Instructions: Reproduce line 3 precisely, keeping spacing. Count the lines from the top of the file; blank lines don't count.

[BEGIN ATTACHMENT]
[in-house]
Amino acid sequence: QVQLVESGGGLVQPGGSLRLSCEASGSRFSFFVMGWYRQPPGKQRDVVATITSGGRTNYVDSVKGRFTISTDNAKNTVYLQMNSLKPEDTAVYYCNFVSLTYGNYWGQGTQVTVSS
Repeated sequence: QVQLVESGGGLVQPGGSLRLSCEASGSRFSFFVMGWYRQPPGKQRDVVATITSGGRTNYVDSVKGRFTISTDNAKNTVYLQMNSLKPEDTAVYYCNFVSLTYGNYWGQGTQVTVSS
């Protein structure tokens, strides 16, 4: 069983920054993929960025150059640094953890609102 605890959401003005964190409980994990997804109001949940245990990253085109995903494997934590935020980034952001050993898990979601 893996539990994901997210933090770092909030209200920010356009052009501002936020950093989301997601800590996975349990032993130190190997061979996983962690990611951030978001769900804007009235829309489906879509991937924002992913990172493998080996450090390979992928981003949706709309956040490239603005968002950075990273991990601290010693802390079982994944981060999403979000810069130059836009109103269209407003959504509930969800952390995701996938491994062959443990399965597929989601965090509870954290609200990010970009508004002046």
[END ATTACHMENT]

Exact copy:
Repeated sequence: QVQLVESGGGLVQPGGSLRLSCEASGSRFSFFVMGWYRQPPGKQRDVVATITSGGRTNYVDSVKGRFTISTDNAKNTVYLQMNSLKPEDTAVYYCNFVSLTYGNYWGQGTQVTVSS